I was an active child, and as an adult I’ve enjoyed running, biking, hiking, skiing, you name it. I did all of it, really—until I could not.
Arthritis is what took me down. With every step I felt a stabbing sensation in my knees. This bone-on-bone misalignment was causing pain in my ankles, as well as in my hips.
I have a lot of company. According to the Arthritis Foundation, 54 million Americans have arthritis. This can cause devastating, immobilizing pain and may lead to joint-replacement surgery.
Nearly 400,000 hip replacements are performed each year. But the number of knee replacements is even higher—nearly 700,000. Joint replacement will probably become the number one elective surgery in the coming years—much of it due to wear and tear caused by arthritis, an active lifestyle, or bearing too much weight on the joints.
But wait. The fastest growing group of candidates for new knees, hips, and the like does not necessarily include yo’ mama. It could be yo’! People under 65 are now the prime candidates for joint replacement. While this type of surgery has long been common for seniors, seeing so many younger people on the operating table is a fairly new phenomenon.
I am one of those people. I had to give up running in my forties. And in my fifties, I nearly had to give up walking. While I could still manage my beloved yoga practice, the entire rest of my life had become agonizing—including taking stairs and making dinner. When I could no longer walk my dog around the block without wincing in pain, I knew I had to do something.
“What are you afraid of?” asked my friend and writing partner, Desiree Rumbaugh, with whom I had just written a book about aging fearlessly. I was terrified of losing my physical independence, my yoga practice, and the sense of freedom I get from participating in sports. But those concerns actually ended up moving me forward: because I wanted something more than the fear that held me back.
Today I am recovering from my second partial knee replacement surgery. This is not an easy surgery. You are on a walker for at least a week, with the full recovery taking up to a year. However, yoga has been invaluable. Physically, it has helped me recover perhaps more quickly than average. Emotionally, it has helped me be at peace with the process. Finally, spiritually, it has given me the perspective that all of life does not revolve entirely around a silly knee.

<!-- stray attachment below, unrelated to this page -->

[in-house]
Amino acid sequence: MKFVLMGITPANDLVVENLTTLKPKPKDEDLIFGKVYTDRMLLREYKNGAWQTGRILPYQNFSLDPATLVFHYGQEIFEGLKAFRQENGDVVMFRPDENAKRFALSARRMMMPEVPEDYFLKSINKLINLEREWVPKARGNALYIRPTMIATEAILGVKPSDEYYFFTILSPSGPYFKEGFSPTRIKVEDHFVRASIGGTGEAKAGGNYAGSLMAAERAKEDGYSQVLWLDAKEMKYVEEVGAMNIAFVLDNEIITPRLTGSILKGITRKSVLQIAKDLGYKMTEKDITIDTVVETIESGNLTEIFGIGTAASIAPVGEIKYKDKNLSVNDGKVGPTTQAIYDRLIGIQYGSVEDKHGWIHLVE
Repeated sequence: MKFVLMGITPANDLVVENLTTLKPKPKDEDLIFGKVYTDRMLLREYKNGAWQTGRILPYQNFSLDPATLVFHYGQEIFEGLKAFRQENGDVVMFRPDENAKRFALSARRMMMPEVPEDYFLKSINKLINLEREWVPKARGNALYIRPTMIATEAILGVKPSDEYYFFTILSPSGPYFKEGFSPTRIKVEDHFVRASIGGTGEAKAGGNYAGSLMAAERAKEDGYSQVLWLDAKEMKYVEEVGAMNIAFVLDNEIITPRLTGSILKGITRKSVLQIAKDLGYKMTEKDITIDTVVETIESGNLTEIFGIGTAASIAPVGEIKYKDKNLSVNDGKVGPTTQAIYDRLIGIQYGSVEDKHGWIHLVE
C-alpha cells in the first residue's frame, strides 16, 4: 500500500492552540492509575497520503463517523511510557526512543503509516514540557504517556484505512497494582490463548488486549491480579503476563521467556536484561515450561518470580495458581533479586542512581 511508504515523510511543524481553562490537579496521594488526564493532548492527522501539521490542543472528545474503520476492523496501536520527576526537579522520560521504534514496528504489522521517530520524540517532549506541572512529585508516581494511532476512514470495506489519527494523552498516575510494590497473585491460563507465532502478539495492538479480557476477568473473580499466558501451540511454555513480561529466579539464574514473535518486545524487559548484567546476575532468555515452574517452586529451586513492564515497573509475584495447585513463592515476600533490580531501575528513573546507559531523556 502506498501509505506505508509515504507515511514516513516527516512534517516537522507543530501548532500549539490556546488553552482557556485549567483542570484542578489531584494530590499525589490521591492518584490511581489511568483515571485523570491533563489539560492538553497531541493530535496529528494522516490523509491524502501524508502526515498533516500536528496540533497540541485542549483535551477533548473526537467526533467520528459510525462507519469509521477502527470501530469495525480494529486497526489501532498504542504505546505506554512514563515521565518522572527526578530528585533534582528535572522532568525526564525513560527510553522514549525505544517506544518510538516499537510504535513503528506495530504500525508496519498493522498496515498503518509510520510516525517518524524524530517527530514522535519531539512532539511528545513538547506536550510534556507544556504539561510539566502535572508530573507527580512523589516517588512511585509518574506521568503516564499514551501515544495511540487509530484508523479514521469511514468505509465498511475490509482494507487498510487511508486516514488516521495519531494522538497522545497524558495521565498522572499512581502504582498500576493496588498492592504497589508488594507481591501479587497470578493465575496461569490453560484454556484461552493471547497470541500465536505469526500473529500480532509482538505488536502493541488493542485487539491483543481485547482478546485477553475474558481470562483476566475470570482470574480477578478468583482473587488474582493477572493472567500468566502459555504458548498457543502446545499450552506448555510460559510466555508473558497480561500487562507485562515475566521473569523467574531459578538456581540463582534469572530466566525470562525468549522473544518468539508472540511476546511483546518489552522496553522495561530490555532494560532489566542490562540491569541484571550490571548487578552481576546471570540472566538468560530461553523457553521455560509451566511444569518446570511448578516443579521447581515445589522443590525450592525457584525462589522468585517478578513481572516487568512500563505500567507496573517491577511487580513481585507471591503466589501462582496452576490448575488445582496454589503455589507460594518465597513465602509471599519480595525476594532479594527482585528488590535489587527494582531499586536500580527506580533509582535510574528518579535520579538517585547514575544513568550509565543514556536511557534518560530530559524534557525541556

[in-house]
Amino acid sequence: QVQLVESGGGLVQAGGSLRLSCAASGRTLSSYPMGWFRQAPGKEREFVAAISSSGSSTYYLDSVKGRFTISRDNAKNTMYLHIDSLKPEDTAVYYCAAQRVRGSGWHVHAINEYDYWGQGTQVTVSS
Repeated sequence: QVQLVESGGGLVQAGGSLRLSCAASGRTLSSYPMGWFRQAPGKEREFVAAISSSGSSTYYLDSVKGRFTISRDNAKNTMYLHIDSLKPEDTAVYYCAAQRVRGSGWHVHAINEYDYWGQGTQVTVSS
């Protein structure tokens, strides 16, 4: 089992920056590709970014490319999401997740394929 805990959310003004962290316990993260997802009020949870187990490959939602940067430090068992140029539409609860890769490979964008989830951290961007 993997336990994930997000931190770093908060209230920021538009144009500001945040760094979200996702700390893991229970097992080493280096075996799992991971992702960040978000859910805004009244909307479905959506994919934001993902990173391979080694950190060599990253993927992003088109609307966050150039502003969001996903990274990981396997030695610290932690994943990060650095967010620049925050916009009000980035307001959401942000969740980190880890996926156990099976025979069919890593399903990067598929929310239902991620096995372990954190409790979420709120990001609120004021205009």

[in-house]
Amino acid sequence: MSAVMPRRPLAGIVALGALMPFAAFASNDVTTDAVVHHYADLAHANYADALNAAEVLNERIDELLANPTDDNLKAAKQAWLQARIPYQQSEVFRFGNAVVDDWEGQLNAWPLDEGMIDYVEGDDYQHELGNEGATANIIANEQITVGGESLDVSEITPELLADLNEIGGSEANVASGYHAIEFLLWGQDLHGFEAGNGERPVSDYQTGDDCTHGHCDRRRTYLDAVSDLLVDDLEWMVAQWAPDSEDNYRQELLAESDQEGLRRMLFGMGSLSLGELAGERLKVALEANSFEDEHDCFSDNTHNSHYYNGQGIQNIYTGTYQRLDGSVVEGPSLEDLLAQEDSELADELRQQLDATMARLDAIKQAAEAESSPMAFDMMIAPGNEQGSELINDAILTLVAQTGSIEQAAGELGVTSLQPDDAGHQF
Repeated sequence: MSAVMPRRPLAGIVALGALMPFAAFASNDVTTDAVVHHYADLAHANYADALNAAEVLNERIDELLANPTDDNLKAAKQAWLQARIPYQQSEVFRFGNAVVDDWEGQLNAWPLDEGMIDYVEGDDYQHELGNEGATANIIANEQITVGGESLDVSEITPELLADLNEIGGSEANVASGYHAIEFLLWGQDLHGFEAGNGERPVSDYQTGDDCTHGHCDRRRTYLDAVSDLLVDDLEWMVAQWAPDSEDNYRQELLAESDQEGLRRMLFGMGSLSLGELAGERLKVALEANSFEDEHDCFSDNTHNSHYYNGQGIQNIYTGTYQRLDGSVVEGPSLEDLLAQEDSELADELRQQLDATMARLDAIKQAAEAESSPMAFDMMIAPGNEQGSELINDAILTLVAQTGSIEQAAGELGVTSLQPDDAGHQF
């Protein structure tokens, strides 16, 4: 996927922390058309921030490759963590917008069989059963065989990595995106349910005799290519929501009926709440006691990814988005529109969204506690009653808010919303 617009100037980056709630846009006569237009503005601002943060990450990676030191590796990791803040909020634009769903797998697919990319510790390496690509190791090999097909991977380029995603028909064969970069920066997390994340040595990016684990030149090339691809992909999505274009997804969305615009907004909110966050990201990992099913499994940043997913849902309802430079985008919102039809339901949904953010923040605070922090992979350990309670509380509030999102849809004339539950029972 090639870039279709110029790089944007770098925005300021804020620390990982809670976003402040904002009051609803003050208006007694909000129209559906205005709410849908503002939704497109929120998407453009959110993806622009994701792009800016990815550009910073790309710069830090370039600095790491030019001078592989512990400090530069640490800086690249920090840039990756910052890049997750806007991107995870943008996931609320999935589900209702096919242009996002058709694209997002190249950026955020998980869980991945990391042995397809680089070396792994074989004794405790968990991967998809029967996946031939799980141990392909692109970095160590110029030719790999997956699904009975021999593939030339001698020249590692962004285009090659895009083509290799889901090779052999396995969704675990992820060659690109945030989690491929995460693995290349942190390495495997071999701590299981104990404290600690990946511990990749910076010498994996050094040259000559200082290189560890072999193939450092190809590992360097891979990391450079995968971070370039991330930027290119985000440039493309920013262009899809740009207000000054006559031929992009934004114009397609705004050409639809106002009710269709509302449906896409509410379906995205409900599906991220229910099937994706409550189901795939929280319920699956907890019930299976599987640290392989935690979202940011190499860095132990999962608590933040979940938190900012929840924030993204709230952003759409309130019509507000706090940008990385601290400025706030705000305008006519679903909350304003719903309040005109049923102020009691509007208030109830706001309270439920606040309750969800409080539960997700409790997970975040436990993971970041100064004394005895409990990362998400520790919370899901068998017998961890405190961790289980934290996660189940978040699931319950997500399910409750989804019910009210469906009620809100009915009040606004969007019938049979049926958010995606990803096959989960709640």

Where to Begin
We begin where we are because we have no other choice! Yoga teaches us how to listen to our bodies. My body was screaming at me. It was time for me to pay attention to what was happening to it.
Getting a whole new moving part made out of metal is a huge adjustment. Imagine going to sleep one night and then waking up to houseguests. They are eating your food, disrupting your sleep, and causing anxiety. And they’re not leaving! So you must get used to sharing your space.
If you have a new joint, you now have a metal “houseguest” that takes up residence in your body, mind, and spirit. In the beginning, you have to adjust every single movement. Even your breath will catch. You feel different, and you may even think about it nonstop. The joint may look swollen or feel tender. But over time, as you get used to sharing your “space,” you will likely stop thinking about it and may even begin to be grateful for your new “friend.”
A yoga practice can make us more sensitive to these changes and to the feelings that arise so that we are able to address the challenges before they become true problems.
Do What You Can
This is the most important lesson I learned: Do what I can rather than focus on what I cannot. I could easily have moped around because of my inability to do simple tasks (and to be honest, I did have a few crying jags and pity parties). Instead I decided to take advantage of the opportunity to get those six-pack abs (lol!).
The best thing I did for my knee was to work my upper body and core. Though I could not bend my leg, I could do sit-ups, boat pose, and supine twists. These small movements made me feel human again and renewed my sense of hope. They also relieved the back pain that resulted from two weeks of mostly bedrest.